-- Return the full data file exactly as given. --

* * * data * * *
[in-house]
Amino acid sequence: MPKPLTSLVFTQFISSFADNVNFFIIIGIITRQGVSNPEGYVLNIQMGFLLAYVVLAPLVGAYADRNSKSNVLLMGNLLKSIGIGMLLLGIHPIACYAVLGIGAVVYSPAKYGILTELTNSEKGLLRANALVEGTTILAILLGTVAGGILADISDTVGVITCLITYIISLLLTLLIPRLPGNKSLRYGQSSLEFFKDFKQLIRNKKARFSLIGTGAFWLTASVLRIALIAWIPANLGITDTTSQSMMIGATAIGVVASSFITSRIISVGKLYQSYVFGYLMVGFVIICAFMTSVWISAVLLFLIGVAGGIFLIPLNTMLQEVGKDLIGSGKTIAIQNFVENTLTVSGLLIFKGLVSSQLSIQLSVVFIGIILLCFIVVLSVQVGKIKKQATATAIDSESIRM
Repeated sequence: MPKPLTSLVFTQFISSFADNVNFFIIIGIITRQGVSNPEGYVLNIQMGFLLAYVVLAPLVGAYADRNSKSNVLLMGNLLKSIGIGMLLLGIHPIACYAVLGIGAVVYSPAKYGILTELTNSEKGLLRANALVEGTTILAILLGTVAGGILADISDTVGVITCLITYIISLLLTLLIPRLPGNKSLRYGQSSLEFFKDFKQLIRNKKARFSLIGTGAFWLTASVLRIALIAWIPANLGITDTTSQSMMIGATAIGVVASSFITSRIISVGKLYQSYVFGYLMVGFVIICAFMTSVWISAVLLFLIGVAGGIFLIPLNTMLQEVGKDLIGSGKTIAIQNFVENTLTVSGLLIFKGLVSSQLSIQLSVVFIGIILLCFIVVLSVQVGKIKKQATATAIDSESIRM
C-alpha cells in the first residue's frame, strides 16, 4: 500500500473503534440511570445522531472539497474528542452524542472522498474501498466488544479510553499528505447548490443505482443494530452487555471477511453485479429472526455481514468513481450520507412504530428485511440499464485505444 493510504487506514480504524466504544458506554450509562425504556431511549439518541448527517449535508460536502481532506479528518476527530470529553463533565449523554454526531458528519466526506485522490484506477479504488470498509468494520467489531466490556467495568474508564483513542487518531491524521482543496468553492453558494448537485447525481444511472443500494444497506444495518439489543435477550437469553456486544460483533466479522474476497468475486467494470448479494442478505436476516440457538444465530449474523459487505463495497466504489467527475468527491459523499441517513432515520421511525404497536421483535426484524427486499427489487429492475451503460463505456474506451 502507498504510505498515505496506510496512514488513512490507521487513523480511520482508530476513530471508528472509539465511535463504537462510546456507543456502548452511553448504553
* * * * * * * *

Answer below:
[in-house]
Amino acid sequence: MPKPLTSLVFTQFISSFADNVNFFIIIGIITRQGVSNPEGYVLNIQMGFLLAYVVLAPLVGAYADRNSKSNVLLMGNLLKSIGIGMLLLGIHPIACYAVLGIGAVVYSPAKYGILTELTNSEKGLLRANALVEGTTILAILLGTVAGGILADISDTVGVITCLITYIISLLLTLLIPRLPGNKSLRYGQSSLEFFKDFKQLIRNKKARFSLIGTGAFWLTASVLRIALIAWIPANLGITDTTSQSMMIGATAIGVVASSFITSRIISVGKLYQSYVFGYLMVGFVIICAFMTSVWISAVLLFLIGVAGGIFLIPLNTMLQEVGKDLIGSGKTIAIQNFVENTLTVSGLLIFKGLVSSQLSIQLSVVFIGIILLCFIVVLSVQVGKIKKQATATAIDSESIRM
Repeated sequence: MPKPLTSLVFTQFISSFADNVNFFIIIGIITRQGVSNPEGYVLNIQMGFLLAYVVLAPLVGAYADRNSKSNVLLMGNLLKSIGIGMLLLGIHPIACYAVLGIGAVVYSPAKYGILTELTNSEKGLLRANALVEGTTILAILLGTVAGGILADISDTVGVITCLITYIISLLLTLLIPRLPGNKSLRYGQSSLEFFKDFKQLIRNKKARFSLIGTGAFWLTASVLRIALIAWIPANLGITDTTSQSMMIGATAIGVVASSFITSRIISVGKLYQSYVFGYLMVGFVIICAFMTSVWISAVLLFLIGVAGGIFLIPLNTMLQEVGKDLIGSGKTIAIQNFVENTLTVSGLLIFKGLVSSQLSIQLSVVFIGIILLCFIVVLSVQVGKIKKQATATAIDSESIRM
C-alpha cells in the first residue's frame, strides 16, 4: 500500500473503534440511570445522531472539497474528542452524542472522498474501498466488544479510553499528505447548490443505482443494530452487555471477511453485479429472526455481514468513481450520507412504530428485511440499464485505444 493510504487506514480504524466504544458506554450509562425504556431511549439518541448527517449535508460536502481532506479528518476527530470529553463533565449523554454526531458528519466526506485522490484506477479504488470498509468494520467489531466490556467495568474508564483513542487518531491524521482543496468553492453558494448537485447525481444511472443500494444497506444495518439489543435477550437469553456486544460483533466479522474476497468475486467494470448479494442478505436476516440457538444465530449474523459487505463495497466504489467527475468527491459523499441517513432515520421511525404497536421483535426484524427486499427489487429492475451503460463505456474506451 502507498504510505498515505496506510496512514488513512490507521487513523480511520482508530476513530471508528472509539465511535463504537462510546456507543456502548452511553448504553